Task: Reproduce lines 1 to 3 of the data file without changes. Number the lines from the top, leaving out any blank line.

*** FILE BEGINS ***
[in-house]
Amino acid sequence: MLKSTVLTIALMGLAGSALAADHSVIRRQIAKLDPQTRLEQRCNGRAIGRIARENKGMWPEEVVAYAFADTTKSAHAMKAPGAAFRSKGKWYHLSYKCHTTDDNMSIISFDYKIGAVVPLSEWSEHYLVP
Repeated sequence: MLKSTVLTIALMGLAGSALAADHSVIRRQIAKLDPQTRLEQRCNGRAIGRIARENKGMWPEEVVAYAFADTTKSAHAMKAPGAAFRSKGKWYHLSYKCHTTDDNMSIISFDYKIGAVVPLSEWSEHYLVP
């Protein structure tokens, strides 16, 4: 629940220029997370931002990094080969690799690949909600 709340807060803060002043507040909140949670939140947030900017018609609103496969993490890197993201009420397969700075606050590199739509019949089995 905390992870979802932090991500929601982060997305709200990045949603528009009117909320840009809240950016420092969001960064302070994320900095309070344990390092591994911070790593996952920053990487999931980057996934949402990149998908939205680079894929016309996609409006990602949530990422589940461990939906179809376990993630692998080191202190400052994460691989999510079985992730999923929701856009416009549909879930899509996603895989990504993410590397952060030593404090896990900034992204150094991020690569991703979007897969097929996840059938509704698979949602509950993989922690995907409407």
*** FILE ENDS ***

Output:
[in-house]
Amino acid sequence: MLKSTVLTIALMGLAGSALAADHSVIRRQIAKLDPQTRLEQRCNGRAIGRIARENKGMWPEEVVAYAFADTTKSAHAMKAPGAAFRSKGKWYHLSYKCHTTDDNMSIISFDYKIGAVVPLSEWSEHYLVP
Repeated sequence: MLKSTVLTIALMGLAGSALAADHSVIRRQIAKLDPQTRLEQRCNGRAIGRIARENKGMWPEEVVAYAFADTTKSAHAMKAPGAAFRSKGKWYHLSYKCHTTDDNMSIISFDYKIGAVVPLSEWSEHYLVP